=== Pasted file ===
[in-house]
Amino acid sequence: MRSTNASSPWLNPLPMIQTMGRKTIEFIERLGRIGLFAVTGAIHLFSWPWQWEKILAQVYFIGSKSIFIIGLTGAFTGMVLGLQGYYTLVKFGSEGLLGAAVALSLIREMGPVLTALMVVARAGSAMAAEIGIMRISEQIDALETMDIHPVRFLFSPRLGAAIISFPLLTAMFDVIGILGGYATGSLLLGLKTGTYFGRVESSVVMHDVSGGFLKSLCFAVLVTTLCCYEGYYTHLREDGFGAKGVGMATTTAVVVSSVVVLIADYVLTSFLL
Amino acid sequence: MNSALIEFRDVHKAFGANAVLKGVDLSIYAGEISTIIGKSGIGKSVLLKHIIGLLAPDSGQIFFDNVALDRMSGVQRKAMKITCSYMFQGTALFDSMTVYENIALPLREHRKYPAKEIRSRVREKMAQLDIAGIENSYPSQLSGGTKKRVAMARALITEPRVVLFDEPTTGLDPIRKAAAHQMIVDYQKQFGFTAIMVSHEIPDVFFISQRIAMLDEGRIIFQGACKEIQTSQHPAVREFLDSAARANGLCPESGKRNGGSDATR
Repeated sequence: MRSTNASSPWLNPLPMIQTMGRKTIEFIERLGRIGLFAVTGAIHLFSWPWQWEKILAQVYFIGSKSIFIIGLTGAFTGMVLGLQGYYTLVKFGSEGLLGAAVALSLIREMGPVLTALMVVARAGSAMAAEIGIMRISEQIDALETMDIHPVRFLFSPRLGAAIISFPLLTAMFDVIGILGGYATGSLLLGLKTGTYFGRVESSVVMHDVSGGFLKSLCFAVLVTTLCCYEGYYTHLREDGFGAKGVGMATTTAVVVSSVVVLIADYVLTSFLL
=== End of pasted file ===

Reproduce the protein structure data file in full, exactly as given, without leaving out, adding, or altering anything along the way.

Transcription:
[in-house]
Amino acid sequence: MRSTNASSPWLNPLPMIQTMGRKTIEFIERLGRIGLFAVTGAIHLFSWPWQWEKILAQVYFIGSKSIFIIGLTGAFTGMVLGLQGYYTLVKFGSEGLLGAAVALSLIREMGPVLTALMVVARAGSAMAAEIGIMRISEQIDALETMDIHPVRFLFSPRLGAAIISFPLLTAMFDVIGILGGYATGSLLLGLKTGTYFGRVESSVVMHDVSGGFLKSLCFAVLVTTLCCYEGYYTHLREDGFGAKGVGMATTTAVVVSSVVVLIADYVLTSFLL
Amino acid sequence: MNSALIEFRDVHKAFGANAVLKGVDLSIYAGEISTIIGKSGIGKSVLLKHIIGLLAPDSGQIFFDNVALDRMSGVQRKAMKITCSYMFQGTALFDSMTVYENIALPLREHRKYPAKEIRSRVREKMAQLDIAGIENSYPSQLSGGTKKRVAMARALITEPRVVLFDEPTTGLDPIRKAAAHQMIVDYQKQFGFTAIMVSHEIPDVFFISQRIAMLDEGRIIFQGACKEIQTSQHPAVREFLDSAARANGLCPESGKRNGGSDATR
Repeated sequence: MRSTNASSPWLNPLPMIQTMGRKTIEFIERLGRIGLFAVTGAIHLFSWPWQWEKILAQVYFIGSKSIFIIGLTGAFTGMVLGLQGYYTLVKFGSEGLLGAAVALSLIREMGPVLTALMVVARAGSAMAAEIGIMRISEQIDALETMDIHPVRFLFSPRLGAAIISFPLLTAMFDVIGILGGYATGSLLLGLKTGTYFGRVESSVVMHDVSGGFLKSLCFAVLVTTLCCYEGYYTHLREDGFGAKGVGMATTTAVVVSSVVVLIADYVLTSFLL